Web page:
The SNP have been warned by the Justice Secretary not to "trample over the independence" of Scotland's Crown Office ahead of Alex Salmond's appearance at Holyrood.
Robert Buckland was critical of the "public spat" in Scotland on Friday morning, saying the people would be "dismayed" that this was happening in the midst of the pandemic.
The SNP government revealed itself as a "political establishment that is increasingly out of touch with the reality of day to day life", he said, saying the saga was "a distraction and worse, frankly" from what should be happening.
The "ancient" independence of Scotland's Crown Office should be maintained, he said, as he called for people to "step back" from the brink.
"No government, however strong they might be, should think they have a right to trample over independence of those norms," he added.
Alex Salmond is due to appear before the Holyrood inquiry into the Scottish Government's unlawful investigation of sexual harassment claims made against him.
Scotland's former first minister is expected to give evidence on the botched investigation and face questions about his claims that Nicola Sturgeon misled parliament and breached the ministerial code.
The Government's investigation of the allegations was found to be "tainted by apparent bias" after it emerged the investigating officer had prior contact with two of the women who made complaints.
Mr Salmond, who was later acquitted of 13 charges of sexual assault in a criminal trial, was awarded £512,250 in legal costs after he successfully challenged the lawfulness of the Government investigation.
A parliamentary inquiry - the Committee on the Scottish Government Handling of Harassment Complaints - was established to look into the Government's actions.
UK Justice Secretary Mr Buckland has said the inquiry was a "distraction".
He told Sky News: "The priorities of the people of Scotland are fighting the virus and trying to live with it, and get back to normal along with the rest of the United Kingdom.
"I think they will be at best puzzled and at worst dismayed by this constant intrigue coming against the background of an obsessive mission by the SNP to call another independence or separation referendum.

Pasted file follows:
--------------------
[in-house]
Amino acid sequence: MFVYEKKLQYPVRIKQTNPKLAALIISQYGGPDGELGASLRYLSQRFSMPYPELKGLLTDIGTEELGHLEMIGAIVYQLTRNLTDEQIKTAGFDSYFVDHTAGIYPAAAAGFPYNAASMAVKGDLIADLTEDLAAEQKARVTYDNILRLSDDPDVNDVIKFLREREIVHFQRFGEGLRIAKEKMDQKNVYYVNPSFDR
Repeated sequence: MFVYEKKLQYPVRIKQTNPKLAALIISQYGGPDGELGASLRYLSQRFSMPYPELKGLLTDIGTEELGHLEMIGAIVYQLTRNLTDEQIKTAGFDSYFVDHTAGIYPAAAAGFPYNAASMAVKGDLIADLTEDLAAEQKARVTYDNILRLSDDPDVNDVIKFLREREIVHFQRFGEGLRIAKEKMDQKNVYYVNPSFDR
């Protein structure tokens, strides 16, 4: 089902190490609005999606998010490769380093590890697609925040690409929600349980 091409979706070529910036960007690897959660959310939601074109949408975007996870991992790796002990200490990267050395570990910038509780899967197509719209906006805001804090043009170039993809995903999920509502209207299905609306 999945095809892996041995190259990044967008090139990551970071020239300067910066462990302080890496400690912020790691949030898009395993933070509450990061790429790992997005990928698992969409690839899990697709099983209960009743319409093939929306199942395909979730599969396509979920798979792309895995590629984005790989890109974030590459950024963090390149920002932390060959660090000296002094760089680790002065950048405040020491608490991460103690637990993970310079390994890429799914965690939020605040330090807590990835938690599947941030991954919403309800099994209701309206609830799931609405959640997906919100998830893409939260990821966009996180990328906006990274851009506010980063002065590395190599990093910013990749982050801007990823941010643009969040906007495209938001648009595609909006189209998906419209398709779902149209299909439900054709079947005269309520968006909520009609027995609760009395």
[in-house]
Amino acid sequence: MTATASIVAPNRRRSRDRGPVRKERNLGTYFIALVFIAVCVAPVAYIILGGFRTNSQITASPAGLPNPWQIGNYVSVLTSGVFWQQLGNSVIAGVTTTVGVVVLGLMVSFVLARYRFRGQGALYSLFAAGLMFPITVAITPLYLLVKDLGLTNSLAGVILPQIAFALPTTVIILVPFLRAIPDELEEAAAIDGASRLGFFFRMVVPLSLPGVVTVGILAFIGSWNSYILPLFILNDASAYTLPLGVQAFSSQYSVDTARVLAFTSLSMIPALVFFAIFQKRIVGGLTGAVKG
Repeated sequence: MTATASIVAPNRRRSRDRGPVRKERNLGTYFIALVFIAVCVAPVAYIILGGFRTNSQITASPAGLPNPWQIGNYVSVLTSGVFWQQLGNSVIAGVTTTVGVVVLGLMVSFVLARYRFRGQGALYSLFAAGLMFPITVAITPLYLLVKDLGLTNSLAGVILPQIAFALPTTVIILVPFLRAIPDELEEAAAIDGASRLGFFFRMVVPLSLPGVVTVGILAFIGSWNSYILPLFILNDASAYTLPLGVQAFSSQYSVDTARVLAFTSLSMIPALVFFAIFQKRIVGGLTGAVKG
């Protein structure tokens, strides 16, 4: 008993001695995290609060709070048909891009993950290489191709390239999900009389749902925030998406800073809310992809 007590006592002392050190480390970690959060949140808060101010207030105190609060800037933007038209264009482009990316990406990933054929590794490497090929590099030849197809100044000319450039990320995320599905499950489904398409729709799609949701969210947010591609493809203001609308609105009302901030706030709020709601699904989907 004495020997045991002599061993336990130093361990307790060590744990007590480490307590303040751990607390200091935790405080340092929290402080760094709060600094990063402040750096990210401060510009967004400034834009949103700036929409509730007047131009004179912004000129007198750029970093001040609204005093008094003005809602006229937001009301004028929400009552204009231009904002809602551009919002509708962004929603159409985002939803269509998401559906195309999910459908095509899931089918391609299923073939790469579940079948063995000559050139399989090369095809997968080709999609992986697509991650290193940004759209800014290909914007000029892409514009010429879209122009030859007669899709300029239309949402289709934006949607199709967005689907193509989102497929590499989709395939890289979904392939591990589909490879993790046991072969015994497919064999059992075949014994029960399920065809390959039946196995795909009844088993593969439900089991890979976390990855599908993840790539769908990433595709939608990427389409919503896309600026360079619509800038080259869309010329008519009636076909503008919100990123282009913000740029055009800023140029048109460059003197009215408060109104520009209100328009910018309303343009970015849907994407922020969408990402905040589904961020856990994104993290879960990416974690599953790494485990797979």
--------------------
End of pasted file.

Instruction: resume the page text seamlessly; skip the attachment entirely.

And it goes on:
"I am afraid it is showing a political establishment in Edinburgh that is increasingly out of touch with the reality of day-to-day life."
Mr Salmond pulled out of a scheduled evidence session on Wednesday after the Scottish Parliament belatedly redacted his written evidence the day before he was due to appear, but offered to attend on Friday instead.
In his written submission, Mr Salmond named people he claims were involved in a "malicious and concerted" attempt to see him removed from public life and described the Crown Office - the body responsible for prosecuting crimes in Scotland - as "simply not fit for purpose".
After the evidence was published and in the public domain, the Crown Office wrote to the parliament and purportedly raised concerns about possible contempt of court.
The Scottish Parliament's Corporate Body (SPCB) agreed to remove the submission and replace it with a redacted version with five sections - a total of 474 words - censored.
Mr Salmond's lawyer, David McKie, subsequently demanded to see any legal justification for the parliament redacting swathes of his submission and warned there could be a "material risk" if he appeared to give oral evidence as planned.
Mr Mckie wrote: "Our client's submission was carefully reviewed by us and by counsel before submission.
"There is no legal basis for the redactions that we are aware of which you now propose having gone through that extremely careful exercise."
Ms Sturgeon has insisted there is "not a shred of evidence" that there was a conspiracy against Mr Salmond and she has denied lying to Parliament.
The current First Minister is scheduled to appear before the committee to give evidence next Wednesday.
A majority of the committee's MSPs earlier this week voted in favour of approaching the High Court "as a matter of urgency" for specific guidance on how Lady Dorrian's anonymity order from Mr Salmond's criminal trial applies to the publication of his written evidence to the inquiry.
They also voted to recall Lord Advocate James Wolffe to face more questions, as well as agreeing to order the Crown Office to release further documents to the committee.
A Scottish Parliament spokeswoman said: "There was unanimous agreement in the committee that it wants to hear from Alex Salmond.
"His evidence has always been an important part of the committee's work and, as such, the committee agreed that it would invite Mr Salmond to give evidence in person on Friday.
"The First Minister will then give evidence as the final witness to the inquiry on Wednesday.
"The committee remains determined to complete its task set by the Parliament and today agreed further actions in order to help them complete this work."